PINSON, Ala. — Populations of an endangered fish have been found in new areas of an Alabama creek, upstream of where a dam was removed four years ago in an effort to expand the fish’s range.

The vermillion darter has been found in Turkey Creek, near the Alabama community of Pinson just northeast of Birmingham, Al.com reported .

The vermilion darter is a small, brightly colored fish. It’s found only in a nine-mile stretch of Turkey Creek and its tributaries in north Jefferson County.

The darter needs clear, free-flowing streams to survive and had been blocked from moving upstream by the old dam.

The U.S. Fish and Wildlife Service partnered with the Freshwater Land Trust to remove the nearly 100-year-old Shadow Lake dam in 2013, and this month confirmed the darters have expanded their range upstream of the old dam site.

“This project shows what we do really well,” said Libba Vaughan, executive director of Freshwater Land Trust. “Our ability to acquire land gives the fish a safe home, and our expertise in stream restoration makes that home bigger and cleaner.

“It is thrilling to see the proof that these beautiful fish are thriving and their population growing with our efforts,” Vaughan added.

Endangered species such as the vermilion darter can be “the canary in the coal mine” when it comes to assessing the health of our ecosystems, said Eric Spadgenske, state coordinator with the Wildlife Service.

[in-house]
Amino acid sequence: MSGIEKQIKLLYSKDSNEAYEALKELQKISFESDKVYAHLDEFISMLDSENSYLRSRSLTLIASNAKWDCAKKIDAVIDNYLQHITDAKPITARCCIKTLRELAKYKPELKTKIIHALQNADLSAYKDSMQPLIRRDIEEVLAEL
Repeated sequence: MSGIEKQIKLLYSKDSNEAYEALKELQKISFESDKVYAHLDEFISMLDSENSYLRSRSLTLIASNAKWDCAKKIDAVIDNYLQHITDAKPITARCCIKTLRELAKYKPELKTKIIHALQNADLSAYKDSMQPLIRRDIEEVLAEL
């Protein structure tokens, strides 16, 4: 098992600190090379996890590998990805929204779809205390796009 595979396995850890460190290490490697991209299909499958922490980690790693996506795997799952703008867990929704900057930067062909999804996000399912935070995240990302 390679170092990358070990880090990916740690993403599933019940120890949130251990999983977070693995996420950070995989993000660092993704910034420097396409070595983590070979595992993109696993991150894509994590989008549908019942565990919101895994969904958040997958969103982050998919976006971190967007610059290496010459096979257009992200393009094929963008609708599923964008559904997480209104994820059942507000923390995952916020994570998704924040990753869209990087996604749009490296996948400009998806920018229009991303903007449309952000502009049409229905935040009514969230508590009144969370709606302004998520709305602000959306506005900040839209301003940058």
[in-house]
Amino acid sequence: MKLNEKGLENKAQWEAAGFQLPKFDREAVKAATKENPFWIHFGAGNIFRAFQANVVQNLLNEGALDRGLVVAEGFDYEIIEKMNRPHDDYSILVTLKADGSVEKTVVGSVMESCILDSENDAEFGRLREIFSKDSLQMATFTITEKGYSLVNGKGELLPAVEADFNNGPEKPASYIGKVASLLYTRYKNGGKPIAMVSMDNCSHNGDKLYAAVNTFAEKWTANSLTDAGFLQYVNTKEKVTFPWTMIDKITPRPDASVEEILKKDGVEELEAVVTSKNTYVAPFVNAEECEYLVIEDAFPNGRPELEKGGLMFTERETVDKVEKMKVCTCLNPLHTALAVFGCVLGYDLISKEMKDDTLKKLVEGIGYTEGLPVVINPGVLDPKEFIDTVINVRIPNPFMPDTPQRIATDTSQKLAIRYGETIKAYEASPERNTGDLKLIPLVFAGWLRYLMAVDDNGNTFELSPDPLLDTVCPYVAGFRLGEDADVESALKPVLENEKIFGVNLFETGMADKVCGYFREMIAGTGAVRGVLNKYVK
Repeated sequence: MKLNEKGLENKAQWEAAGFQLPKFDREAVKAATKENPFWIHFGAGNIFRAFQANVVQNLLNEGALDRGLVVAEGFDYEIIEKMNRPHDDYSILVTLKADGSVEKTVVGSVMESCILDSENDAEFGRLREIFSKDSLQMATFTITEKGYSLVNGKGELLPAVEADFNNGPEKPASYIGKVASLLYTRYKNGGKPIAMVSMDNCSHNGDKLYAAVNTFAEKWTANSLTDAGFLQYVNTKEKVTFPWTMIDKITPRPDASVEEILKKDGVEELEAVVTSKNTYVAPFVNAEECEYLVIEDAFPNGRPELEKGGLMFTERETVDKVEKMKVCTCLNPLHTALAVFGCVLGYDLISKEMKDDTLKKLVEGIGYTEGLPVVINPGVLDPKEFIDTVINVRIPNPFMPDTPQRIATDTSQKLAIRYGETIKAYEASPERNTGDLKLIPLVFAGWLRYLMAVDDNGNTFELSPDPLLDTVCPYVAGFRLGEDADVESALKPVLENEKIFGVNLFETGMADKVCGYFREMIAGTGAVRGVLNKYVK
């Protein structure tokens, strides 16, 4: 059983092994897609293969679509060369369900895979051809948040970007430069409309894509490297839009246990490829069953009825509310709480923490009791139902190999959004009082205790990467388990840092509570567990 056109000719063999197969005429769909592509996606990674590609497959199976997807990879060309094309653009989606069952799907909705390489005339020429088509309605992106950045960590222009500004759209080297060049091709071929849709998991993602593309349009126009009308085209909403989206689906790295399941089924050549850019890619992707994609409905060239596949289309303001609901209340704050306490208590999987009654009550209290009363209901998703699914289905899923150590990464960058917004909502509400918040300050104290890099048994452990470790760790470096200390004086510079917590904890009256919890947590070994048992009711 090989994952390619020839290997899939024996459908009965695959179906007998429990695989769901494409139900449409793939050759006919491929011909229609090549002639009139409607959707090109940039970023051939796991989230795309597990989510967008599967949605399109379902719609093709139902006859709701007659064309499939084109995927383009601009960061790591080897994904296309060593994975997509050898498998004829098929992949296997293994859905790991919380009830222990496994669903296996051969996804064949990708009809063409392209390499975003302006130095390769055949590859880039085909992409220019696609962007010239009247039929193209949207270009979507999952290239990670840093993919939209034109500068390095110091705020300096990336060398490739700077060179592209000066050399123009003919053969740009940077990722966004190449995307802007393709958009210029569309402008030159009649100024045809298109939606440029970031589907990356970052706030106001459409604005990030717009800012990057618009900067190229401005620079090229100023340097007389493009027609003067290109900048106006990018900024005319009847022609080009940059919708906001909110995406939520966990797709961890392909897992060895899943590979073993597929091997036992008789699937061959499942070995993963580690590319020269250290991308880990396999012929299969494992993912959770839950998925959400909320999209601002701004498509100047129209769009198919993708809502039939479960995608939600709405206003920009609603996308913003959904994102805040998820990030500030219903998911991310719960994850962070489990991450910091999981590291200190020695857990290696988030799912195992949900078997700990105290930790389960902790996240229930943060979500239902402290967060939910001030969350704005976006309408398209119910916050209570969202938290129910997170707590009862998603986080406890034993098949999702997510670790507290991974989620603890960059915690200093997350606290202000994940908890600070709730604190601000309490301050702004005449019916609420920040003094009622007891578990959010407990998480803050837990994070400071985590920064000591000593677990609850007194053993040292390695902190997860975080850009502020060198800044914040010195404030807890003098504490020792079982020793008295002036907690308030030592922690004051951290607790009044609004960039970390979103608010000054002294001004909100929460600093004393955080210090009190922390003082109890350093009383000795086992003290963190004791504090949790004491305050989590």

“The biological diversity that we enjoy in Alabama is a blessing,” Spadgenske said. “It should not be taken for granted.”

The Freshwater Land Trust owns and manages the land where the dam used to be, upstream from the popular Turkey Creek Nature Preserve.

The darter was also found on a different property in the Turkey Creek watershed. That property was purchased by the land trust in September, adding 80 acres of mixed hardwood forest to the existing preserved land around Turkey Creek owned by the Land Trust and Alabama’s Forever Wild land conservation program.

“Together these conserved lands provide migration corridors for wildlife, including black bears, and intact forest that protects over 30,000 feet of stream full of diverse plants and animals, including the darter,” Jeffrey Drummond, stewardship director at the Freshwater Land Trust, said in a statement.